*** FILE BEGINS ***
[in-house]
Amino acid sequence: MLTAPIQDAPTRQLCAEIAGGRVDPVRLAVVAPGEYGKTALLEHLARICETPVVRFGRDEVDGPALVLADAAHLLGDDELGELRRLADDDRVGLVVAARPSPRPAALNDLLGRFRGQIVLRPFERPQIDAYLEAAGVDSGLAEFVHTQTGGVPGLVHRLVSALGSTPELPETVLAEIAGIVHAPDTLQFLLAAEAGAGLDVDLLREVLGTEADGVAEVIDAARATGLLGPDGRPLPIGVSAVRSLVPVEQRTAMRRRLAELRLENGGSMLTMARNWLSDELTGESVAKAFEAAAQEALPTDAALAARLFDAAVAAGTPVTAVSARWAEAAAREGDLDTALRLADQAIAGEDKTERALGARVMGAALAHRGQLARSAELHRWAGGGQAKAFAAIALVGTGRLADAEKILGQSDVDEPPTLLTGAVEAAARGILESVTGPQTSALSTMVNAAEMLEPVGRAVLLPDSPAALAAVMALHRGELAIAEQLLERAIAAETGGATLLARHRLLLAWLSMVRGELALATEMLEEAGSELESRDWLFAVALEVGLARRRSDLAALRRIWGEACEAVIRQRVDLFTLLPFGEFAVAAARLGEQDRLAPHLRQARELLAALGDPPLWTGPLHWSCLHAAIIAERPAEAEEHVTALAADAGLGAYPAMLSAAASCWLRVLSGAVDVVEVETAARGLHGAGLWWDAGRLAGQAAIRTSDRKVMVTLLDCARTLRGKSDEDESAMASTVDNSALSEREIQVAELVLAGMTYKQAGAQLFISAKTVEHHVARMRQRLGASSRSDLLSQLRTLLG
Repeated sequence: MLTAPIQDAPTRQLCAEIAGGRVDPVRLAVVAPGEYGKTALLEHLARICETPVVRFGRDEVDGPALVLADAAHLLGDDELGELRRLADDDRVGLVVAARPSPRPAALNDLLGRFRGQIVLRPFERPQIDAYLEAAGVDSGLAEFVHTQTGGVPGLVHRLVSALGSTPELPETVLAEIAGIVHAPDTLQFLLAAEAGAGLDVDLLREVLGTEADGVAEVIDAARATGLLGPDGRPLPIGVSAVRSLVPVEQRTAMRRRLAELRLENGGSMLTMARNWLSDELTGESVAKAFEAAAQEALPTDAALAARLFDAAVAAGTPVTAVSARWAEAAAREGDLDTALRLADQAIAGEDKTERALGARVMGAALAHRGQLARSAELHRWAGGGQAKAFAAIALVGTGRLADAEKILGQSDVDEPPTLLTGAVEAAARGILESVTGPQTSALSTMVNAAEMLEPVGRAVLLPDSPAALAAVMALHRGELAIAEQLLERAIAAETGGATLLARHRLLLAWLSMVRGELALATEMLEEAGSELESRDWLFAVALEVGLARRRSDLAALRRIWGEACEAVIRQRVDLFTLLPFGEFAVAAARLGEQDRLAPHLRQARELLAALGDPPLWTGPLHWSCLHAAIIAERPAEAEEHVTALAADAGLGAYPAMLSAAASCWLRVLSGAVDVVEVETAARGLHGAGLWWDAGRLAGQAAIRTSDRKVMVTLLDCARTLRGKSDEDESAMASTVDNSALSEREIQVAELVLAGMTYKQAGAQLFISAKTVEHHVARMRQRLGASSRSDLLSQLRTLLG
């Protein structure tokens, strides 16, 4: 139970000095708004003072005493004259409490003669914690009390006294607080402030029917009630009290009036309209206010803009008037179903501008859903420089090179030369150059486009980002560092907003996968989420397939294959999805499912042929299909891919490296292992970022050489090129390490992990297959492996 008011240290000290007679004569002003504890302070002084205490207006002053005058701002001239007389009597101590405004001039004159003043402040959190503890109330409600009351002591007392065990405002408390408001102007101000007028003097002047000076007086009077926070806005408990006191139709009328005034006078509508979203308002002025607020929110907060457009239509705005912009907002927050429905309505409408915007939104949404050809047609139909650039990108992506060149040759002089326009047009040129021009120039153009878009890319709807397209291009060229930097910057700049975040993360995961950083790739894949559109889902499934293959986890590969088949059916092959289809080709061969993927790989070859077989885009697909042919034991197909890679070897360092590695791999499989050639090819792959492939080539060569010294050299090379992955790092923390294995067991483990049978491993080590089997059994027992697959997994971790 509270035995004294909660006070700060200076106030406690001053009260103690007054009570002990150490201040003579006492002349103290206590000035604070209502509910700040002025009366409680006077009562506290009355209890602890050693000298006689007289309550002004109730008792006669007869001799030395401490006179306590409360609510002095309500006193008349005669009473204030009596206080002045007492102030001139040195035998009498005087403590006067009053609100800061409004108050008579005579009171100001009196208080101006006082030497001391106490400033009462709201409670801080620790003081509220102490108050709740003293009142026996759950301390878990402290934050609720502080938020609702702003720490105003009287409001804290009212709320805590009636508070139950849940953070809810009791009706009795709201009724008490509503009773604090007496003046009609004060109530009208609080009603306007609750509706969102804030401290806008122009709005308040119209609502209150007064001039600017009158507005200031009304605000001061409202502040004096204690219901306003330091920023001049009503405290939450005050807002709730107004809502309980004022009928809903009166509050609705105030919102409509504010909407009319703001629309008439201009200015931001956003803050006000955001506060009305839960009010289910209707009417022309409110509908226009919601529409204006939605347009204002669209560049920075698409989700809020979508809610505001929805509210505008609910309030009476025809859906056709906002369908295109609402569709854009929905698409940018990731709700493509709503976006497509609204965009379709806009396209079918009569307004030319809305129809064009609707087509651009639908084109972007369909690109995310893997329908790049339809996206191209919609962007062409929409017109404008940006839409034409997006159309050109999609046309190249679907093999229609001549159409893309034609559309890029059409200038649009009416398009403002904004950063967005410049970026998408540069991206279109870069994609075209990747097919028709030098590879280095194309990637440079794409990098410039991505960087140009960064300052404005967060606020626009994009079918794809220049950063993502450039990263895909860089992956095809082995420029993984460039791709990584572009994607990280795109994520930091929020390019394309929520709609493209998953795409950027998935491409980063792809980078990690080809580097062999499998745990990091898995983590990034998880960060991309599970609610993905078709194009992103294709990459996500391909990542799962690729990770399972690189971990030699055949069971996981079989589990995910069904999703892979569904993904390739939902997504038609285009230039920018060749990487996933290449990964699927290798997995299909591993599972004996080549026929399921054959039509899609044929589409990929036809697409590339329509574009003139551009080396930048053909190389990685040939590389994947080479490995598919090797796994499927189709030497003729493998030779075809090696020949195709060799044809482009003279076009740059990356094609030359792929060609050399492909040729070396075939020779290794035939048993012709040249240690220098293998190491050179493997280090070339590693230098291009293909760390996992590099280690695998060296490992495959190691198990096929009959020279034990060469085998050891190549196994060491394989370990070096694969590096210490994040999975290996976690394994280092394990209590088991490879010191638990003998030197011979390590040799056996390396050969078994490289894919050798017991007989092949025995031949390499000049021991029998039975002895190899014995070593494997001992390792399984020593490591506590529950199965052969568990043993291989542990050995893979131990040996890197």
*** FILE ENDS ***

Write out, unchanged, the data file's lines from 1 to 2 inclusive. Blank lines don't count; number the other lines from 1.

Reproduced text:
[in-house]
Amino acid sequence: MLTAPIQDAPTRQLCAEIAGGRVDPVRLAVVAPGEYGKTALLEHLARICETPVVRFGRDEVDGPALVLADAAHLLGDDELGELRRLADDDRVGLVVAARPSPRPAALNDLLGRFRGQIVLRPFERPQIDAYLEAAGVDSGLAEFVHTQTGGVPGLVHRLVSALGSTPELPETVLAEIAGIVHAPDTLQFLLAAEAGAGLDVDLLREVLGTEADGVAEVIDAARATGLLGPDGRPLPIGVSAVRSLVPVEQRTAMRRRLAELRLENGGSMLTMARNWLSDELTGESVAKAFEAAAQEALPTDAALAARLFDAAVAAGTPVTAVSARWAEAAAREGDLDTALRLADQAIAGEDKTERALGARVMGAALAHRGQLARSAELHRWAGGGQAKAFAAIALVGTGRLADAEKILGQSDVDEPPTLLTGAVEAAARGILESVTGPQTSALSTMVNAAEMLEPVGRAVLLPDSPAALAAVMALHRGELAIAEQLLERAIAAETGGATLLARHRLLLAWLSMVRGELALATEMLEEAGSELESRDWLFAVALEVGLARRRSDLAALRRIWGEACEAVIRQRVDLFTLLPFGEFAVAAARLGEQDRLAPHLRQARELLAALGDPPLWTGPLHWSCLHAAIIAERPAEAEEHVTALAADAGLGAYPAMLSAAASCWLRVLSGAVDVVEVETAARGLHGAGLWWDAGRLAGQAAIRTSDRKVMVTLLDCARTLRGKSDEDESAMASTVDNSALSEREIQVAELVLAGMTYKQAGAQLFISAKTVEHHVARMRQRLGASSRSDLLSQLRTLLG